I have been looking forward to the Marlene Dumas exhibition at the Tate Modern since it was announced. Recently, its programme has been one of dead male artists – Matisse, Munch and Malevich to name a few – great artists all; but finally a live woman painter. Dumas is an artist full of contradictions; her subjects swing between saints and sinners, lust and innocence, all very contemporary concerns. After I have walked through the show I am relieved to see that my expectations have been satisfied and even surpassed.
Dumas was born in 1953, the youngest of three – she has two older brothers – on a farm in Kuilrivier in semi-rural South Africa, into a repressive political regime where images were censored: a photograph of Nelson Mandela could not be published. She loved to draw and soon developed a capacity for creating likenesses in a few lines, a talent used both to entertain her friends and to create her own inner world. Her knowledge of art was mainly through illustrated books, thus removed from the original. She moved to Europe in the summer of 1976, choosing Amsterdam as a “tolerant” province of Europe, and because of its language links with Afrikaans.
The Tate show is installed roughly chronologically, although the scene is thoughtfully set with a wall of portraits Dumas calls Failures. These drawings span from the Seventies until today and engage with her determination to depict more than “mere” likenesses. It shows working and reworking and, in certain cases, frustration. Eyes are gouged out as if their information is frustratingly unobtainable to the artist. Her early work displayed here is compressed into a few rooms showing her transition from a student in South Africa, through tremulous drawings of trees and landscapes and a composite time line, maddeningly hard to read. There are collages with torn and pasted images from magazine hinting at the source material that would become central to Dumas.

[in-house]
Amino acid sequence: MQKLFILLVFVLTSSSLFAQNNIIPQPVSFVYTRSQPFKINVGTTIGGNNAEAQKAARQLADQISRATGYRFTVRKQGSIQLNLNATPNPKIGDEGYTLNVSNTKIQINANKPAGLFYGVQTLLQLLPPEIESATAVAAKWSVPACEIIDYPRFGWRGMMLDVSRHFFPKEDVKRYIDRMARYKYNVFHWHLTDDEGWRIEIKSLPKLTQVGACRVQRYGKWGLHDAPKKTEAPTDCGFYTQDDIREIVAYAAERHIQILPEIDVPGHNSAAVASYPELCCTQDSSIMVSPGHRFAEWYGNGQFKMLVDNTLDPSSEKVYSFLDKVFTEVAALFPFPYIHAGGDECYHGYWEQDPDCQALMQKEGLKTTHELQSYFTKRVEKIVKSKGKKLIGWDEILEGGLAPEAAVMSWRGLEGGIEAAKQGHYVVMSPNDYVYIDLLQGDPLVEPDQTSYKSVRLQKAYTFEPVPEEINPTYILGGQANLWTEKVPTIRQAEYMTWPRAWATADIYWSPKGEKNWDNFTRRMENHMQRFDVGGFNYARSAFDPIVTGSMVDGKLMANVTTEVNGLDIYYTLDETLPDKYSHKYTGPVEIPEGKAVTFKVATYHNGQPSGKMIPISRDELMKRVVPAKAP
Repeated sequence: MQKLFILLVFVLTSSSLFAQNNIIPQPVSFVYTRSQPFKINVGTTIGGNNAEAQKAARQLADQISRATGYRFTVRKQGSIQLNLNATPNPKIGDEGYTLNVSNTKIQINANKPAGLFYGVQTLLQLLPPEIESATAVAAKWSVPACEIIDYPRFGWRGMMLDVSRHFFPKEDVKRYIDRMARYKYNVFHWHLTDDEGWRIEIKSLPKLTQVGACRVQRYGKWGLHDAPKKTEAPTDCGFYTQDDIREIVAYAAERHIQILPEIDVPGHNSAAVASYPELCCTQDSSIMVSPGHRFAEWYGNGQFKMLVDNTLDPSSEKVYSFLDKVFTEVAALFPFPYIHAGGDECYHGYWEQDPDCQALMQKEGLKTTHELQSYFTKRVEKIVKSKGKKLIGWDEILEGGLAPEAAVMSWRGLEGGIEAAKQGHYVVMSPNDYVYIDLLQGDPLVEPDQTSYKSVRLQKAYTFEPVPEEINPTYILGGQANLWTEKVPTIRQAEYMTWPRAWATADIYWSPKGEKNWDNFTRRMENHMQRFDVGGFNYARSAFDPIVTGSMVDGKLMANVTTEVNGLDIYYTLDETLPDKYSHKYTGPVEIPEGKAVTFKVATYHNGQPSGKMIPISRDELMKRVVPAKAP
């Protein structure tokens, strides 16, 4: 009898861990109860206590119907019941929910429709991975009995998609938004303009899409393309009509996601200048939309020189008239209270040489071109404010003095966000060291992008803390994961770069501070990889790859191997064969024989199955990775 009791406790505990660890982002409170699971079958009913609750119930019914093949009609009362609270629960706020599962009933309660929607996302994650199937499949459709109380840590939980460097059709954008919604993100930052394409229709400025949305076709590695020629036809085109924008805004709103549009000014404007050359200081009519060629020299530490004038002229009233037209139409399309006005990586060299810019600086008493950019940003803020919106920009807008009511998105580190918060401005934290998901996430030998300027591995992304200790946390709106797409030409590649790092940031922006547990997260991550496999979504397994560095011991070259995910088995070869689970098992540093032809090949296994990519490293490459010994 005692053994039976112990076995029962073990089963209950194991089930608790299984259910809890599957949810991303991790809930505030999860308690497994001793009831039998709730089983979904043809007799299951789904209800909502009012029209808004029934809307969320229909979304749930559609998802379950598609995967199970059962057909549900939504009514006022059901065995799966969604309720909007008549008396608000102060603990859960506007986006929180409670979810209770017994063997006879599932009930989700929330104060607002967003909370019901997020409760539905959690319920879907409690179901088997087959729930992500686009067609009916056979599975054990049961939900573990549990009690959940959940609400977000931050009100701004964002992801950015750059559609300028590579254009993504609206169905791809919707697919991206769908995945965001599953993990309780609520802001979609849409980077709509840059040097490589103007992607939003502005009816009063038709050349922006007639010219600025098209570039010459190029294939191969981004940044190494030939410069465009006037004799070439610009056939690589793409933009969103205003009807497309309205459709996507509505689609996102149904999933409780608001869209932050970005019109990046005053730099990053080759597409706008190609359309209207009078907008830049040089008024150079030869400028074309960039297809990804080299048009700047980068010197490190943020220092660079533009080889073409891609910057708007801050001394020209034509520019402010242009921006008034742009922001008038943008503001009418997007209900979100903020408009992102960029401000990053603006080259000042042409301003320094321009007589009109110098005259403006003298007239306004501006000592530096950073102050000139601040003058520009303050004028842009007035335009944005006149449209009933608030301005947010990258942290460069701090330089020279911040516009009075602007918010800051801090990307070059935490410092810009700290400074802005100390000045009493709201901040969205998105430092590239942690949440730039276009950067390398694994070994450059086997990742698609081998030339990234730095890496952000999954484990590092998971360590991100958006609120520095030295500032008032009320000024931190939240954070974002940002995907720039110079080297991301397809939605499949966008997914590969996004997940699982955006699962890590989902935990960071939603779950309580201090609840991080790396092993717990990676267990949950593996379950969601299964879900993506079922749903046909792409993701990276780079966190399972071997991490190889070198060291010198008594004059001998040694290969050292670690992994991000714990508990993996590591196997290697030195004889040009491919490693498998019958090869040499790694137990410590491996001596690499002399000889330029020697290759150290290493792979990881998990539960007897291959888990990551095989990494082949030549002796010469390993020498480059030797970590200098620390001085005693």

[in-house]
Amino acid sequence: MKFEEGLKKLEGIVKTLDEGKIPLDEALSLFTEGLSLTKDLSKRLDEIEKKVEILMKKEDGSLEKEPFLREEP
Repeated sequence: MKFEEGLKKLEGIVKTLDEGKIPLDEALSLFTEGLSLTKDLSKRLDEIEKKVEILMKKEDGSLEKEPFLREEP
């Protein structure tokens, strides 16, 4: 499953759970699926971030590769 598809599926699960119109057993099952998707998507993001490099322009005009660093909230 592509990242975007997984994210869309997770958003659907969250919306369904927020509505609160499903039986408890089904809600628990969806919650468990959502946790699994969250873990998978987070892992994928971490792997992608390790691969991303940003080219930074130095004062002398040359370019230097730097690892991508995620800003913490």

It is not until the third room that we encounter Dumas grappling with paint, in a group entitled “The Eyes of the Night Creature”, which includes Evil Is Banal (1984), a stunning self-portrait with flaming hair and ghostly lips. Most disturbing is Martha – My Ouma (1984), hung high on the wall as if looking down on the viewer, eyes milky and seemingly unseeing, the wattles of age emphasised, the whole work in a freezing ghostly blue. She says to me: “I always have a sympathy and gentleness… I work about loss and grief and I would rather work with them.” Each painting in this group demonstrates a different and seemingly effortless technique. Sigmund’s Wife (1984), her face an improbable composition of ramped-up colour, is most clearly an homage to expressionism, an influence that Dumas freely admits.
Dumas left South Africa at a time “when the townships were burning”, so it is not surprising that Black Drawings (1991-92), when shown in Washington DC, was accompanied by a wall plaque explaining it to the viewer, who might have assumed that this was her reaction to apartheid. Dumas is clear that these are “merely” images, based, as all of her work is, on photography (“she does not paint from life” I am told by one of the curators). This group, like the paintings before, is also a celebration of a new technique, one of the first times that she used a large amount of black ink. The drawings on closer inspection capture that universality of physiognomy. This wall is a celebration of blackness in the broadest and best sense.